Yes, You Have to Wear a Face Mask on Your Next Flight
Airlines have a legal right to enforce the important safety measure
Over the last month, so-called “conservative activists” have decried the enforcement of face masks on airplanes as an assault on their constitutional rights, and willingly been booked for refusing to wear one, in the name of some half-baked stand for personal liberty. Their defiance has come to a particular boil over the last week after trade group Airlines for America announced that its members — Alaska, American, United, Delta, Southwest, Hawaiian and JetBlue Airways — would be implementing more serious measures to make sure faces were covered.
The initiative has included communicating policy on face masks before passengers board, giving verbal warnings to those who won’t comply, and filing reports that lead to personal “no-fly list” bans. As legal experts recently explained to Skift, this sort of discipline is well within the rights of airlines. Never-maskers who like to pull out lines like, “It’s a free country,” are confusing their right to have a sociopolitical opinion (albeit a ridiculous one), with an airplane’s obligation to ensure safety for its passengers and employees.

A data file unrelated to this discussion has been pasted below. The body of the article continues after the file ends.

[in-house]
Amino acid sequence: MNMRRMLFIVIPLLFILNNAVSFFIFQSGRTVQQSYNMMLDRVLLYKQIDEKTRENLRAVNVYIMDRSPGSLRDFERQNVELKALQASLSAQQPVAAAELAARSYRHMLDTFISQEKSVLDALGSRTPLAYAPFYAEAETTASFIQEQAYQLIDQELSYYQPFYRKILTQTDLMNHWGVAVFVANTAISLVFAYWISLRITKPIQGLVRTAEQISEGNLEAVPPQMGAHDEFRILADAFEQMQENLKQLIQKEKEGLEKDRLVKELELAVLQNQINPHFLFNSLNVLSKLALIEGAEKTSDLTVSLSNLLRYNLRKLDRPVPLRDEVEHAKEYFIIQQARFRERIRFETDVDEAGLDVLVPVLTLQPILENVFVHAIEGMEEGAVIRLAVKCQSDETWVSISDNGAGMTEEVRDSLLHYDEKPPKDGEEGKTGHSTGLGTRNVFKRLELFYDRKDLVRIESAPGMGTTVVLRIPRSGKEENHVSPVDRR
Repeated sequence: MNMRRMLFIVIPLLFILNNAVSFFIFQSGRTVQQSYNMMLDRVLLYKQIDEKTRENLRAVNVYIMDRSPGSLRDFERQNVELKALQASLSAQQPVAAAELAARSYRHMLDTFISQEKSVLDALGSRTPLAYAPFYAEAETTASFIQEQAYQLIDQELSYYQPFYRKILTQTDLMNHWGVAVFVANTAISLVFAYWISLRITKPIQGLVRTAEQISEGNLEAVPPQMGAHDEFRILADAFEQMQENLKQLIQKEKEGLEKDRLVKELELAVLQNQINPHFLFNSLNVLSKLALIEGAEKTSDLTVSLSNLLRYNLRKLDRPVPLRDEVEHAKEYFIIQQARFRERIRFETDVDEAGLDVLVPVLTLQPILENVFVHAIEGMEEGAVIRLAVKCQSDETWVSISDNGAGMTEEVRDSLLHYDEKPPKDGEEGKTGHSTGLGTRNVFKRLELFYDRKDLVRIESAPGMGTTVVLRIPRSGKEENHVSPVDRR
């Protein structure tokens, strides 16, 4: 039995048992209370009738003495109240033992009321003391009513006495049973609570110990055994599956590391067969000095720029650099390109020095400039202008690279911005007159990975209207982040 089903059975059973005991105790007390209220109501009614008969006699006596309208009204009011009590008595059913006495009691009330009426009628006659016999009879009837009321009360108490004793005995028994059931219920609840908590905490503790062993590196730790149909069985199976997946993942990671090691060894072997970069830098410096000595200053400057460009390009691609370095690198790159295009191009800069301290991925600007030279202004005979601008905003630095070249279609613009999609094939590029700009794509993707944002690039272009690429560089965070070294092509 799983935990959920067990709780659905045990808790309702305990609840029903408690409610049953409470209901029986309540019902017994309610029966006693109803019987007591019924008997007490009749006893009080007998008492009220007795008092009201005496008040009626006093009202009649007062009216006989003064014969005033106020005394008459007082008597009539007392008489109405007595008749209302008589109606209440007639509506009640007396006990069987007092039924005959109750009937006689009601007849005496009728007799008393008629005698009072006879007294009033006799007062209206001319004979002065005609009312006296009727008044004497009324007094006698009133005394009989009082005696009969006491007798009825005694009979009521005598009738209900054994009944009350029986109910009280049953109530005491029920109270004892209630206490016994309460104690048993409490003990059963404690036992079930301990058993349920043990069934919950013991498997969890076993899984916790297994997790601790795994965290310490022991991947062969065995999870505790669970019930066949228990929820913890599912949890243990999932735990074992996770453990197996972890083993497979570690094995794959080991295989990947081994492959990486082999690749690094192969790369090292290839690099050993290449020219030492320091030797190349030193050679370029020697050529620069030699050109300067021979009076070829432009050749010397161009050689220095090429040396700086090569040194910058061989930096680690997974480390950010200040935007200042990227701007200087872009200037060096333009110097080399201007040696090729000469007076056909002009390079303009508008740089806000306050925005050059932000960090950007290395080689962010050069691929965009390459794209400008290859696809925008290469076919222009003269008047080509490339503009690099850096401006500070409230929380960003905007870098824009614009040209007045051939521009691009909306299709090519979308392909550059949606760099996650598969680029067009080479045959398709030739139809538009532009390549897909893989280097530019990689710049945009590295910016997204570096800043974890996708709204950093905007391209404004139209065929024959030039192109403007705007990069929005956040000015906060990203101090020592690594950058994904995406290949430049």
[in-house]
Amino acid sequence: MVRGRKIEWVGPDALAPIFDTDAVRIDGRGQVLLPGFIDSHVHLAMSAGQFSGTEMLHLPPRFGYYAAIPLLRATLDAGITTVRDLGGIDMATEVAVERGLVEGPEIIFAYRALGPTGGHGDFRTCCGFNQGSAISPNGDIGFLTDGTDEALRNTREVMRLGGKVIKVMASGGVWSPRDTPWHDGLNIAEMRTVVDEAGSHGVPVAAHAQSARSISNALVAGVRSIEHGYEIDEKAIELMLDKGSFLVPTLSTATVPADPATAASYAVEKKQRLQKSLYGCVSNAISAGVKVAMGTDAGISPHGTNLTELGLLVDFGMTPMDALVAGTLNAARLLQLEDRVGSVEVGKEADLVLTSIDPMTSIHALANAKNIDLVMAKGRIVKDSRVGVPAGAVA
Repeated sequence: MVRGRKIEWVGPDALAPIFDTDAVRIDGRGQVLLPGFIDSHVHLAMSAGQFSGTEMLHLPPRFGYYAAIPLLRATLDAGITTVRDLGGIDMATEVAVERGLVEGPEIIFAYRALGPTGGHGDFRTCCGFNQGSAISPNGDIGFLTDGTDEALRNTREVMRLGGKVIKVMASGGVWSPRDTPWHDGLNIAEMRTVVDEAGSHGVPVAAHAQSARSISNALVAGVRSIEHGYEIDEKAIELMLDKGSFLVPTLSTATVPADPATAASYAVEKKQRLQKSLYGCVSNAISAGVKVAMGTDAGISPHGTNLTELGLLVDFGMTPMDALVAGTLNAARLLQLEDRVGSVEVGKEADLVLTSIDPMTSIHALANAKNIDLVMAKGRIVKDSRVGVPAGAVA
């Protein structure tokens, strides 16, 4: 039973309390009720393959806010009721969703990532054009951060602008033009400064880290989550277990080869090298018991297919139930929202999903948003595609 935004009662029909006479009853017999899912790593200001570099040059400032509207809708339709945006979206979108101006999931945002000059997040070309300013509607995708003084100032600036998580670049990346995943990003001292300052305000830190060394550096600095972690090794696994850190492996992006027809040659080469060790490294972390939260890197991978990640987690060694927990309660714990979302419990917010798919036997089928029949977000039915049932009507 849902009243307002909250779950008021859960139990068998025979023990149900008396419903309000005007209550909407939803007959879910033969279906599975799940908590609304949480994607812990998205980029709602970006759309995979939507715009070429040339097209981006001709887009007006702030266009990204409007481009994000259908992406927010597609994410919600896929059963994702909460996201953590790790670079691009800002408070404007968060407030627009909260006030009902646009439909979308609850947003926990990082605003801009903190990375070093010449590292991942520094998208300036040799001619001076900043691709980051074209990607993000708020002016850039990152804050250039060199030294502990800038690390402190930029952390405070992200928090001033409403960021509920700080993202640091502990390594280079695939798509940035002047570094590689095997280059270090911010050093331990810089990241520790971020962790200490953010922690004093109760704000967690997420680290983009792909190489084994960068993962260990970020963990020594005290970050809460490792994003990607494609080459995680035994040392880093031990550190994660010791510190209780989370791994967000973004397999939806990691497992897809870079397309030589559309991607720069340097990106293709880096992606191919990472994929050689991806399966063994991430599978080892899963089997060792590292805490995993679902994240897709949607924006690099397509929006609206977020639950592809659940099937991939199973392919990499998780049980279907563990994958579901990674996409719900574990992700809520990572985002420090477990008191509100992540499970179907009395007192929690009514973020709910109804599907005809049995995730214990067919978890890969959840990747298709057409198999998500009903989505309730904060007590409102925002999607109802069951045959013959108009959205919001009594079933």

It makes millions of dollars more sense, when you start considering the potential for lawsuits, for an airline to prioritize common-sense and mitigating spread, than allowing passengers to leave a mask at home in some bizarre display of fealty to the current administration. When you board a plane, you enter into a contract to observe the behavior and regulations of that airline. If you’re being discriminated against based on sex or race, or have a medical condition, there is legal leeway, but otherwise, that’s the deal. If you can’t handle that, maybe don’t fly.
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